A jointly-funded package of grants from the Commonwealth and Victorian Governments will support thousands of small and medium-sized businesses through the next six weeks at which point Victoria is expected to reach 80 per cent vaccination.

The funding package of up to $2.27 billion announced today will support businesses most affected by restrictions as Victoria reaches the 70 per cent, then 80 per cent fully vaccinated thresholds on the state’s Roadmap to Deliver the National Plan.

At these key markers, forecast around 26 October and 5 November respectively, dining, entertainment, retail, sport, recreation and other sectors will progressively and safely open.

The package announced today provides businesses with further certainty that support will continue in line with Victoria’s Roadmap.  This will see more than 160,000 businesses receive support, ranging from retailers and gyms to hairdressers and hotels – mostly through automatic deposits into their bank accounts.

Of these, around 124,000 eligible businesses will receive automatic Business Costs Assistance Program grants ranging from $1,000 to $8,400 per week, rising according to payroll, until the end of October. Businesses that remain closed or severely restricted over the first two weeks of November will also receive automatic payments for that period.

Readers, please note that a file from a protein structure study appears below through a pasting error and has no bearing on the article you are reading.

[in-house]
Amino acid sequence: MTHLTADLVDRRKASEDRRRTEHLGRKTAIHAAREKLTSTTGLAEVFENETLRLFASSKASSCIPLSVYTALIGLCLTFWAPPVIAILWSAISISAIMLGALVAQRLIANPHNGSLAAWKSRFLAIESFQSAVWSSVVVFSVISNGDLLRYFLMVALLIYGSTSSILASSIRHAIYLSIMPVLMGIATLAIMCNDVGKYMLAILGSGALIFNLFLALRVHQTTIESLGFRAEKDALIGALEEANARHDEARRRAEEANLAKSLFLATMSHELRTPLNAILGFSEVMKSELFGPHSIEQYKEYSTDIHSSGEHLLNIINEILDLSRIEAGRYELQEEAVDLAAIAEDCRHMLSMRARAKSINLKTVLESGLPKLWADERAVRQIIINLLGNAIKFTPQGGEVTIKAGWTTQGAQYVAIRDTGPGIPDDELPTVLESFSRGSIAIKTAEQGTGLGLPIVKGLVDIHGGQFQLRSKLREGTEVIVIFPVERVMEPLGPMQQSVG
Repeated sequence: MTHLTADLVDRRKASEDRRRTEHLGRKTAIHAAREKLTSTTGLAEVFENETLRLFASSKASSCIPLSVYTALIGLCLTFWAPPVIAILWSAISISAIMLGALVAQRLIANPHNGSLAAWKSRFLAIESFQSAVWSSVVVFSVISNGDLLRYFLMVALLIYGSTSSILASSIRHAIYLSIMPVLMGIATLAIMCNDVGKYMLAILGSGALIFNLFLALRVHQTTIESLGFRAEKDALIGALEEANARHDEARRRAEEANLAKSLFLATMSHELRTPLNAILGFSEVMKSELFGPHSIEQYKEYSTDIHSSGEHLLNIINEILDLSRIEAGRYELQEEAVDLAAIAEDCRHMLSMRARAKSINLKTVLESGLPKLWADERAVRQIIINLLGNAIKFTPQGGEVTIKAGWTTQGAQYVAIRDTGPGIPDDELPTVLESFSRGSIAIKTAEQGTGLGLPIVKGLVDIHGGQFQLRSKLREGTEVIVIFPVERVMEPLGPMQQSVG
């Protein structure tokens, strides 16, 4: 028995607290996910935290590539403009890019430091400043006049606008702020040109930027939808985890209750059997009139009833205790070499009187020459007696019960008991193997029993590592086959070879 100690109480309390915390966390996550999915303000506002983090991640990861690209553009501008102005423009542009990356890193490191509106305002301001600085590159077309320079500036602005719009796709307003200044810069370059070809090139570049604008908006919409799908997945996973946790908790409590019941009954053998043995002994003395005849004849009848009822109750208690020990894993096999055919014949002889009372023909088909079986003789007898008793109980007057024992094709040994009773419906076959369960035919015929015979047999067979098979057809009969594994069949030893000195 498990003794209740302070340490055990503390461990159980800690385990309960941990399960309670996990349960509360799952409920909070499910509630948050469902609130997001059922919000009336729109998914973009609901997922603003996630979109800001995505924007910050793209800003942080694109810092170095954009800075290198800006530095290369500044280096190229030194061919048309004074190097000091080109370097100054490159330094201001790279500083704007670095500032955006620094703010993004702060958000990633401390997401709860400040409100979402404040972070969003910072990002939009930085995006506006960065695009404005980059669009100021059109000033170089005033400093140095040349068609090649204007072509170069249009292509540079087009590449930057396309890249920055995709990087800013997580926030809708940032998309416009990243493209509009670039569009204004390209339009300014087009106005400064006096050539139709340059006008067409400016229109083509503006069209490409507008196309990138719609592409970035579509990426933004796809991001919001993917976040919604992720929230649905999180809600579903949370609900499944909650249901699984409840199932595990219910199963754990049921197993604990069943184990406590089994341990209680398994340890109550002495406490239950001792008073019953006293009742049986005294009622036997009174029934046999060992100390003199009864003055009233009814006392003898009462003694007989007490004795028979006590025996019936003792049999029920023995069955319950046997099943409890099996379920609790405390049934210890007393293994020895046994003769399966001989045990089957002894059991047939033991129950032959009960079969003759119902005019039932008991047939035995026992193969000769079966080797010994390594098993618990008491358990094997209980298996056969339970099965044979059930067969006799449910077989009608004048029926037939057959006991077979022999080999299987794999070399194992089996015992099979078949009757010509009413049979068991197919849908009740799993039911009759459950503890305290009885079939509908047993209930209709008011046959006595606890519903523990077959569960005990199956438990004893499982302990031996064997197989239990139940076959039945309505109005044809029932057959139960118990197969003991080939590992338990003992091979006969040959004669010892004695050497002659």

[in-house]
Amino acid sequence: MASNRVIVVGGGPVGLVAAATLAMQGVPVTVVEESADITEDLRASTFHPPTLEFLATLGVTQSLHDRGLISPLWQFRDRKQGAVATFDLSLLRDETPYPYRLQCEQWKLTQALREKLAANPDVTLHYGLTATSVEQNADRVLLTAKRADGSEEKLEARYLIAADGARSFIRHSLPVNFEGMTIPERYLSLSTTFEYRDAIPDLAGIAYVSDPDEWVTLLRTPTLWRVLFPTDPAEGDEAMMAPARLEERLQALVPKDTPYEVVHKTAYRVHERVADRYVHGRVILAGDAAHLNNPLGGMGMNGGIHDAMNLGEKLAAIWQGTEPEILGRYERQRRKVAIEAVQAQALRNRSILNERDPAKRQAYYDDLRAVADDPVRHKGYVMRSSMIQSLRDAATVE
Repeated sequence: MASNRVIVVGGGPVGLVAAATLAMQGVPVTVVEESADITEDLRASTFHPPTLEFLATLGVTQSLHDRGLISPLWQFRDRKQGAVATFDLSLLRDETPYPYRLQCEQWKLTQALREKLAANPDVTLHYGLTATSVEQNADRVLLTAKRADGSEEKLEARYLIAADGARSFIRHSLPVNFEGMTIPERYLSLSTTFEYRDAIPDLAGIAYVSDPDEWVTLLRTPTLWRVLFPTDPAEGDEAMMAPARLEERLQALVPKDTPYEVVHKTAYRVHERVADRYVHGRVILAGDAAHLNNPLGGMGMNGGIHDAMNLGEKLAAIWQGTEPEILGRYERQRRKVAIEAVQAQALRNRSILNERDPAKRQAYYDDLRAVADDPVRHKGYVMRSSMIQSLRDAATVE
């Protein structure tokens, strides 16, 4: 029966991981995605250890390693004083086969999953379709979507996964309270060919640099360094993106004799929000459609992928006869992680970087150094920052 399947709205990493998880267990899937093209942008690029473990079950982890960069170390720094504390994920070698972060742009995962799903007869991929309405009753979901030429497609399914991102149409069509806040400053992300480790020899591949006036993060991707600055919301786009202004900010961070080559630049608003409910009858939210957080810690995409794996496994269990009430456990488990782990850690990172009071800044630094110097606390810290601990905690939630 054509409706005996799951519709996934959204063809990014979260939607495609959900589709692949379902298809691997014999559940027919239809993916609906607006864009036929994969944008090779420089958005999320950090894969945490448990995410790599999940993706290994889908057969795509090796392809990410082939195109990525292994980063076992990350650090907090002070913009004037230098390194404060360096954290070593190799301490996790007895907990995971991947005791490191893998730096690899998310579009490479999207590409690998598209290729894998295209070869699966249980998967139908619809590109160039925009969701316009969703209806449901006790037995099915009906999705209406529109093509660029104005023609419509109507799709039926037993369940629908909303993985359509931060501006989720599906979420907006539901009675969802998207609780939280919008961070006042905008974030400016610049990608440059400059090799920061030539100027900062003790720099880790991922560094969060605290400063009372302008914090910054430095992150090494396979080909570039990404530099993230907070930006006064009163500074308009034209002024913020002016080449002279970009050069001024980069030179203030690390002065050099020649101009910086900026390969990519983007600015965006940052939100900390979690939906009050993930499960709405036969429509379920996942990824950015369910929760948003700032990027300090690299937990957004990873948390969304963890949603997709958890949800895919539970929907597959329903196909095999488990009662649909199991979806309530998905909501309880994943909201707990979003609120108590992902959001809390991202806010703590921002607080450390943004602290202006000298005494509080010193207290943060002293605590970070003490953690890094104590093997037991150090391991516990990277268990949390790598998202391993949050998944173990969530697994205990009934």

More than 9,000 eligible cafes, restaurants, hotels and bars across Victoria will receive automatic Licensed Hospitality Venue Fund payments of between $5,000 and $20,000 per week until the end of October.

Licensed Hospitality Venue Fund payments will continue for the first half of November, set at reduced rates to reflect lower restrictions in place at that stage under Victoria’s Roadmap.

The package will also enable a further 30,000 businesses to receive a one-off $20,000 payment through the Small Business COVID Hardship Fund, taking the number of recipients to 65,000.

Since late July, the Commonwealth and Victorian Governments have joined forces to allocate $6.6 billion to help Victorian businesses remain viable through lockdown, with automatic payments and grants to help cover wages, rent, utilities and other costs.

Read the full article